Ken Peplowski wants to play at your house. The noted jazz clarinetist and saxophonist isn’t really hurting for gigs. After all, he’s on the road roughly half the year, performing at clubs, schools, festivals and cruises. He just wants to do something different. This week he announced a touring program he calls “KP’s House Party,” in which music fans can book him for a house concert and pairing him with the group of their choice, across all genres.
“I’m throwing myself out there and saying to people around the country or even in other countries, ‘I’m ready to play with whomever you think would be an interesting combination, whether it be a duo or me playing with a group or me playing with different kinds of music, like with Indian musicians or a blues band,’ because I genuinely like all that stuff and I’m open to playing different things,” says Peplowski. “Part of the fun of this project is that we’re going to create everything in front of the audience. There aren’t going to be any rehearsals beforehand. I’m going to meet them as the audience is meeting us. We’re going to have an open forum and discuss everything in front of the audience. I’m going to ask them questions about what they do and they’ll ask me questions. I’ll tell some stories. It’s going to be a fun evening and kind of a look inside what we do as musicians when we’re collaborating with other people. Ultimately, we’ll create some good music out of it. It’s like walking the highway-sometimes it will work and sometimes it won’t. Even if it doesn’t, I think it will be interesting for people.”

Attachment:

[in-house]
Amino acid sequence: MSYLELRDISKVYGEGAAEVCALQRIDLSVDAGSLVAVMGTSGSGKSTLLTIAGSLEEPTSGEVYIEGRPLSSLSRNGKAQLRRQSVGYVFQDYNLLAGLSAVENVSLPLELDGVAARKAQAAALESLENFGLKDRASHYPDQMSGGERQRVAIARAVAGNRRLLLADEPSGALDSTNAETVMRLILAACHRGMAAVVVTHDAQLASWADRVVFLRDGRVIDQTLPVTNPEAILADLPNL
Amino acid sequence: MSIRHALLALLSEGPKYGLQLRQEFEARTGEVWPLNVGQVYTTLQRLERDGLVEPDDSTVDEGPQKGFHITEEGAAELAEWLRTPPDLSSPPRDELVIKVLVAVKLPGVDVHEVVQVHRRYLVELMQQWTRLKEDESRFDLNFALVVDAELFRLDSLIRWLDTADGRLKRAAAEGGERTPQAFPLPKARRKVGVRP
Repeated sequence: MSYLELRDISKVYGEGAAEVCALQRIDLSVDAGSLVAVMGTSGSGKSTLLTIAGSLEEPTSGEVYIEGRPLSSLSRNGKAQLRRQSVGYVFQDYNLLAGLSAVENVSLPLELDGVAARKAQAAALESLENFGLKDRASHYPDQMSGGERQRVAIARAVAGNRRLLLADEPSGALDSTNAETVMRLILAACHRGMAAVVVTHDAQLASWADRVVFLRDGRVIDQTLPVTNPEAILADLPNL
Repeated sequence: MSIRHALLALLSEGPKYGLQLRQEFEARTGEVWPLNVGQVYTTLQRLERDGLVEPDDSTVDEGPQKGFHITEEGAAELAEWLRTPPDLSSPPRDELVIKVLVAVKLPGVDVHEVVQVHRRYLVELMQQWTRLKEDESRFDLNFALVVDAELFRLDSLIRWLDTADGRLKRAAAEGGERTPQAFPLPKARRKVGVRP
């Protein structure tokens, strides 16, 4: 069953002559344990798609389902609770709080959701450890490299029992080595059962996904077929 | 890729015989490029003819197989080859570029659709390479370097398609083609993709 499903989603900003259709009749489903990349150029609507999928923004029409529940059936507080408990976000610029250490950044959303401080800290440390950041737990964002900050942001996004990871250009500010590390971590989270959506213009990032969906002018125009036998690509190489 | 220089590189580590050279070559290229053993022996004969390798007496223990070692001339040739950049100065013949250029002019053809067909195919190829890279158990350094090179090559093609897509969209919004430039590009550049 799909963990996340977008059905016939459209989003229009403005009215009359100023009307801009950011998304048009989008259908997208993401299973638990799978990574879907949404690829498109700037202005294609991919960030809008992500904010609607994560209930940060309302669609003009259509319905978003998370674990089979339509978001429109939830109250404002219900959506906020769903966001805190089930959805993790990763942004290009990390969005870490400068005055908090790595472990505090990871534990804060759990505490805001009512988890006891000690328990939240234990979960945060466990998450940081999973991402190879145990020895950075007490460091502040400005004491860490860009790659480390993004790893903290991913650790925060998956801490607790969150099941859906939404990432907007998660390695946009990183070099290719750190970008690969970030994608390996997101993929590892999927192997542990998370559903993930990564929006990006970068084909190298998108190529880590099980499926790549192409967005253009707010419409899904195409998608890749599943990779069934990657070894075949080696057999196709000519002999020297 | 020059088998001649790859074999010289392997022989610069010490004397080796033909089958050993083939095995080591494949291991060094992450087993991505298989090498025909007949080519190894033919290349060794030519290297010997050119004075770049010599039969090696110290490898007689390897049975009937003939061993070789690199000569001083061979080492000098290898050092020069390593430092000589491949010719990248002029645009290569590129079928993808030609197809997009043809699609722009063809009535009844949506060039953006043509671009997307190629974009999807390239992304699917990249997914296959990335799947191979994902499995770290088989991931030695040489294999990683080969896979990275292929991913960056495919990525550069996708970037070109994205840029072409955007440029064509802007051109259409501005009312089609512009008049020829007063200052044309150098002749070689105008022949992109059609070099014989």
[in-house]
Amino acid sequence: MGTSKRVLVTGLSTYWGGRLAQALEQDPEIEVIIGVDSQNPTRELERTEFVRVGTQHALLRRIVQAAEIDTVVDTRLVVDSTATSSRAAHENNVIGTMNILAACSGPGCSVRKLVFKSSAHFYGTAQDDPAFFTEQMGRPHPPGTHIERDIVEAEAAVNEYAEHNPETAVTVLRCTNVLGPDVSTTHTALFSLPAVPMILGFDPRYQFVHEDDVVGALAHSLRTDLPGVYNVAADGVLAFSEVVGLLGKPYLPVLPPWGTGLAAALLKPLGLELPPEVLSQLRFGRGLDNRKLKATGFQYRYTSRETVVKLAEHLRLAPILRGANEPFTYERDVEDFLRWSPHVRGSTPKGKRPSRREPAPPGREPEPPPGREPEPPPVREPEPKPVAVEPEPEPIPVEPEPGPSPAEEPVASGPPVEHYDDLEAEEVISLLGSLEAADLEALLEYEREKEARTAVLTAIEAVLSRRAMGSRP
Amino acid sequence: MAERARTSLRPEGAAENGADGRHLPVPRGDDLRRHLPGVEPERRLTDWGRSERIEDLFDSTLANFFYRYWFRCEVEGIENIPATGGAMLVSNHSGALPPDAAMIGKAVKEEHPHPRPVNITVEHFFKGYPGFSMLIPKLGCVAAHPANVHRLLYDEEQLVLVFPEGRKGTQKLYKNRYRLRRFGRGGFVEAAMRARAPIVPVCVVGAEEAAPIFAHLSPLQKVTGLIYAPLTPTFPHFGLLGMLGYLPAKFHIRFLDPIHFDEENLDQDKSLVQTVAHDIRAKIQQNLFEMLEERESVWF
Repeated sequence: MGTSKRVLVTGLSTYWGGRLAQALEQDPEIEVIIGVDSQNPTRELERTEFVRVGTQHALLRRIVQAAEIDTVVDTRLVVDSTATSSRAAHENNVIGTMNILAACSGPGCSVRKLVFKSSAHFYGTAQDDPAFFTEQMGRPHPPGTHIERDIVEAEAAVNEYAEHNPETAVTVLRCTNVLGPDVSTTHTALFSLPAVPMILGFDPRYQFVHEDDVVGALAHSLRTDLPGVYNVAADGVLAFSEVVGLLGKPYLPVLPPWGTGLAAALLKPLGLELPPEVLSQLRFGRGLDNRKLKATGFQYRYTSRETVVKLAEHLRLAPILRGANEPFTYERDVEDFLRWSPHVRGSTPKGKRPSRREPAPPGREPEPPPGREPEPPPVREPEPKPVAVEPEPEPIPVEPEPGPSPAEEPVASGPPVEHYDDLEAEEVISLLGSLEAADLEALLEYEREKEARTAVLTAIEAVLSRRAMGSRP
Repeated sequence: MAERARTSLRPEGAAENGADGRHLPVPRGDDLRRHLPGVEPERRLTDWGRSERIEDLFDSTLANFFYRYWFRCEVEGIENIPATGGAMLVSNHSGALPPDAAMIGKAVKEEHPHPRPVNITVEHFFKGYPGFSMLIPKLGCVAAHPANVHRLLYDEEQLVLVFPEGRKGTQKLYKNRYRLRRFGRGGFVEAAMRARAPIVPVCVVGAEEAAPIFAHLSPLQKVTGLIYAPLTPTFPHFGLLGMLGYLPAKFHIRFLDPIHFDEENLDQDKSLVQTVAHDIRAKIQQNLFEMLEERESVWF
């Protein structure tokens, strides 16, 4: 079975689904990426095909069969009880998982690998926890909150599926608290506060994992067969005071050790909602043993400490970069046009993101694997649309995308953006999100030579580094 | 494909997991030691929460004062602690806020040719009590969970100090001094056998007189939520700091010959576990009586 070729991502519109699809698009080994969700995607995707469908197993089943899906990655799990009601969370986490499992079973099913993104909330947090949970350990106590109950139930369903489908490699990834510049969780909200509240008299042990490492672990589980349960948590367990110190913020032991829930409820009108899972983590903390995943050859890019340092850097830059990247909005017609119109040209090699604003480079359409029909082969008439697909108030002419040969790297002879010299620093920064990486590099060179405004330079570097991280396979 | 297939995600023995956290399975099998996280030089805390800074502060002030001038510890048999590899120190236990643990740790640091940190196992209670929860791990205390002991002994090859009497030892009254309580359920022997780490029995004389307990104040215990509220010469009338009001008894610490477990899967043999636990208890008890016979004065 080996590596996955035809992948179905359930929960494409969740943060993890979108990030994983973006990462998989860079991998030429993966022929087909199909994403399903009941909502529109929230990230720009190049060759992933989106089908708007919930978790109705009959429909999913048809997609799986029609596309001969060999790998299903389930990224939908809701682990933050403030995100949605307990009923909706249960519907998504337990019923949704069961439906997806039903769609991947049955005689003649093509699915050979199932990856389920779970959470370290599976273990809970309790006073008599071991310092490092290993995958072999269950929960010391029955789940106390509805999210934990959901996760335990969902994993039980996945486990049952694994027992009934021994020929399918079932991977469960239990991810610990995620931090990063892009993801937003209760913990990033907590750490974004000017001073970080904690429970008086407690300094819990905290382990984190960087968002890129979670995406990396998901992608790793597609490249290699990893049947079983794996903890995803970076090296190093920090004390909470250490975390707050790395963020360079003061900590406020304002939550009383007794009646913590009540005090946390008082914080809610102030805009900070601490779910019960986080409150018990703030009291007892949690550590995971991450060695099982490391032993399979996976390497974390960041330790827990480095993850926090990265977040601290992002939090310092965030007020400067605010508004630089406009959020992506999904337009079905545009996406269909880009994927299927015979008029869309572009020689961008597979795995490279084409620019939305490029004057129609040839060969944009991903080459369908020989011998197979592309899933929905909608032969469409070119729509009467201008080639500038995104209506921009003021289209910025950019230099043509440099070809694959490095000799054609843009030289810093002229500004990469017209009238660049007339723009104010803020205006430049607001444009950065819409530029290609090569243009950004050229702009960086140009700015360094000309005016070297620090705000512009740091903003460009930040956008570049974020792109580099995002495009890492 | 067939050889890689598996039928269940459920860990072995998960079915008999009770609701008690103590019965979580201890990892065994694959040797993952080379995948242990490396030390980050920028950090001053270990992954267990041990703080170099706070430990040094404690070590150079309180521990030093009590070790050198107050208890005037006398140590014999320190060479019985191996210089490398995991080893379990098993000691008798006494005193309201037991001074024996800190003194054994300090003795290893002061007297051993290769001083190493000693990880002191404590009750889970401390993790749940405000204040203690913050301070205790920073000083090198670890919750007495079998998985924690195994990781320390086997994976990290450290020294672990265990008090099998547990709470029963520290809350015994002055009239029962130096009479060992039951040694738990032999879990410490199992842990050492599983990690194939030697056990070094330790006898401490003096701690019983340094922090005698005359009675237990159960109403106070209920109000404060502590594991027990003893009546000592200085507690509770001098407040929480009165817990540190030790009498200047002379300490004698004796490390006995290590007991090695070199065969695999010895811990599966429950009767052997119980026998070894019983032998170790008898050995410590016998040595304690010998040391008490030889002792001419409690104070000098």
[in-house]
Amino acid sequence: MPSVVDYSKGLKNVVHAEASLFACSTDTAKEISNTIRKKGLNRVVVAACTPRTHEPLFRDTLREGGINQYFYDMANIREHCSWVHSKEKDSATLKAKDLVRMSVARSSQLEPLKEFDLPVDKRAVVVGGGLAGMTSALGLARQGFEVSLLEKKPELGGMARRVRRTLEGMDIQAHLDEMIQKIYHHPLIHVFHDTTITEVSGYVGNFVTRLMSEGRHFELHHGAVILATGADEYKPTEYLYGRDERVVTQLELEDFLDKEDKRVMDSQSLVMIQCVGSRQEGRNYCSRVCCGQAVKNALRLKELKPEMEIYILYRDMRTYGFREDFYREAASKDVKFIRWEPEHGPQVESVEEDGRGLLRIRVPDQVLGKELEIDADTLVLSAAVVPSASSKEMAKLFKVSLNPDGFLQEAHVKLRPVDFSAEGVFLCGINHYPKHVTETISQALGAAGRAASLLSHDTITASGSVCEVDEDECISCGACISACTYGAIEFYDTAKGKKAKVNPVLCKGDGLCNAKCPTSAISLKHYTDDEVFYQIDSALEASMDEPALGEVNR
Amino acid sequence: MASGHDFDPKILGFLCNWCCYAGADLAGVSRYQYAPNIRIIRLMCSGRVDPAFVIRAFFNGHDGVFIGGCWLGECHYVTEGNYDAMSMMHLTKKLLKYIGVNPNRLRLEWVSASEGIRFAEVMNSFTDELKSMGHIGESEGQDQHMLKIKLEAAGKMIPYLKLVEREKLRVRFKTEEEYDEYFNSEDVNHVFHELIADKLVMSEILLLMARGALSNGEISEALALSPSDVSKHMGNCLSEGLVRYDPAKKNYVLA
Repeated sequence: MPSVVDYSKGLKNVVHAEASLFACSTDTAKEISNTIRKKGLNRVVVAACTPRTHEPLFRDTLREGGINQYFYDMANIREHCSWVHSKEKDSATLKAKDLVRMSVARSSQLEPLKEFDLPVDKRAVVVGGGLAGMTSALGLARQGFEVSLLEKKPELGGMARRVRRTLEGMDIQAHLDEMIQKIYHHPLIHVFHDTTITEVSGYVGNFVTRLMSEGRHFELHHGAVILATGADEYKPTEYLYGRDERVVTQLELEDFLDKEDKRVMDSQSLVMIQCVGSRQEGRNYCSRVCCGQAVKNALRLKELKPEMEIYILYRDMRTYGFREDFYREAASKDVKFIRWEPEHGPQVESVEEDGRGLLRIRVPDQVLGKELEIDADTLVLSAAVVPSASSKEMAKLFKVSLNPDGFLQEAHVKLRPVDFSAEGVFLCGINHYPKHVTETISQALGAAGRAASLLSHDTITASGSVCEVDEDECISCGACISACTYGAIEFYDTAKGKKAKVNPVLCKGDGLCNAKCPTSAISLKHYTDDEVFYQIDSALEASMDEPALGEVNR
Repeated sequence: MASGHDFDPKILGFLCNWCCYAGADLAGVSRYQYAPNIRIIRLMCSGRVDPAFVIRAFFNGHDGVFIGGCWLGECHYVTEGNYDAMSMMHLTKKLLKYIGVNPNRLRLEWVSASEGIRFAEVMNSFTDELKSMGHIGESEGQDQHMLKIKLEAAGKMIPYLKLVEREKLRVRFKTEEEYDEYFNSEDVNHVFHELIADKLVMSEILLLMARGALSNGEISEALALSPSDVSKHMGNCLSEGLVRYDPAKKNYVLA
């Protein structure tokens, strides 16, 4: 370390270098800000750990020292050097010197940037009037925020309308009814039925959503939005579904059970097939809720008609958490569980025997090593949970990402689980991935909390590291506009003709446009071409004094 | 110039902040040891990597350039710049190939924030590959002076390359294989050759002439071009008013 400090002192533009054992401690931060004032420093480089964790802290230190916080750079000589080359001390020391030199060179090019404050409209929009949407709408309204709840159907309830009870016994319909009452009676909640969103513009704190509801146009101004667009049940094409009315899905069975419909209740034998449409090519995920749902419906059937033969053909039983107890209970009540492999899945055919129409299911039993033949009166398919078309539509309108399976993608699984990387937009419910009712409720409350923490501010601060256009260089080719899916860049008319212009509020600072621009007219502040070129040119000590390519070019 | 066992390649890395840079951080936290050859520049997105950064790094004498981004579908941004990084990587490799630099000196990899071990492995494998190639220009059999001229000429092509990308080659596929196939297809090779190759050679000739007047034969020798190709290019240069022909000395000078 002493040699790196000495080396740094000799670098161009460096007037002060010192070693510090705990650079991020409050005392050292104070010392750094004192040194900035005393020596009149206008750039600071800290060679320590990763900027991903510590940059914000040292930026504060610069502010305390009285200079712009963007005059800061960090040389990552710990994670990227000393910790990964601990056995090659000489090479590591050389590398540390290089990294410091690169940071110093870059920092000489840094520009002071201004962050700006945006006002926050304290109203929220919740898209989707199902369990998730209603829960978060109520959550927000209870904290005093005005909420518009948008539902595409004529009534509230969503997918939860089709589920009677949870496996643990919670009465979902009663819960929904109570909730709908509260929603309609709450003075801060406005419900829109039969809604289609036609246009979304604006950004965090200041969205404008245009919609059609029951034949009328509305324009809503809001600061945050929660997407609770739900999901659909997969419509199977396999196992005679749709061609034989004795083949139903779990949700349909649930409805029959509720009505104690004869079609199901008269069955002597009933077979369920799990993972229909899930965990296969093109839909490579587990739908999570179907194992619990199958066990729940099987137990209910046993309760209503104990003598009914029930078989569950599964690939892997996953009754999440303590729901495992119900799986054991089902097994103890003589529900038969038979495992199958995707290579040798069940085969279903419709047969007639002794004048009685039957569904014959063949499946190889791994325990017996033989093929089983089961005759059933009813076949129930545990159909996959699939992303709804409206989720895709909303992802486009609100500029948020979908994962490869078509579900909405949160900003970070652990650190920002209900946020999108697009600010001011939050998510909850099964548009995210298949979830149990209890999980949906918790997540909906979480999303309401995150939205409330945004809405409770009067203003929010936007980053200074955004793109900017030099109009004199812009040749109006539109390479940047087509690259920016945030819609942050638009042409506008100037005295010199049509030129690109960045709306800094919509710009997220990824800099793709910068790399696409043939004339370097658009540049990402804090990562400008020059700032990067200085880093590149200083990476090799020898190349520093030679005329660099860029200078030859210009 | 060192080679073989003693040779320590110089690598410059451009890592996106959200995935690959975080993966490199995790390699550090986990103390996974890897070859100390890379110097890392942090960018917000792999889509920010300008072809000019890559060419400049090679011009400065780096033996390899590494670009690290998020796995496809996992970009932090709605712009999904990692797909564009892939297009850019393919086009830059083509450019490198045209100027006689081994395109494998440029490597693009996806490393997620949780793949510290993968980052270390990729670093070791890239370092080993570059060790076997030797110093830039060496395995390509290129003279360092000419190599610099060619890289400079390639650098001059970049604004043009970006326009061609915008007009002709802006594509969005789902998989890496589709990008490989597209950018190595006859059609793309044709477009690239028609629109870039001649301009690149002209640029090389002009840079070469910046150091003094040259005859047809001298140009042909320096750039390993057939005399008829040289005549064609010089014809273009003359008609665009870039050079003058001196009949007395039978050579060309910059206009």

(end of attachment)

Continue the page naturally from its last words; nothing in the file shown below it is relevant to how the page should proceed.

A fan of way more than the mainstream jazz with which he is so strongly associated, Peplowski came up with the idea in part because he had been seeing that independent rock, pop and folk artists have been doing house concerts for years. So why not jazz? And he has done some jazz house concerts over the years, mostly on the West Coast. “There’s more of a tradition of those private concerts out there,” he explains. “I’ve always enjoyed them because it’s more intimate than playing a club. You’re usually playing in somebody’s living room and you’re right there with the audience. It makes for a much looser evening. I like opening up a dialogue with the audience as well as with the band.”
Peplowski can also lean on his experience as a soloist playing with local rhythm sections. “I’ve learned a certain discipline from that experience,” he says. “I used to study with Sonny Stitt and he always said, ‘If you can find one person to hook up with on the bandstand, you lock in with them. If you can’t find anybody, then you block them out and generate all the music yourself.’ It’s a process of opening and closing doors in a sense, depending on who’s sympathetic. Over years of doing this, I have a really good sense of how to keep a standard for myself in all kinds of settings.”
You’d have to think that he’d be concerned about being paired with a band like the Shags or some other less than proficient aggregation of amateur players, and indeed he will do a little vetting. Still, he says, “If it sounds like it will be fun, I will do it.”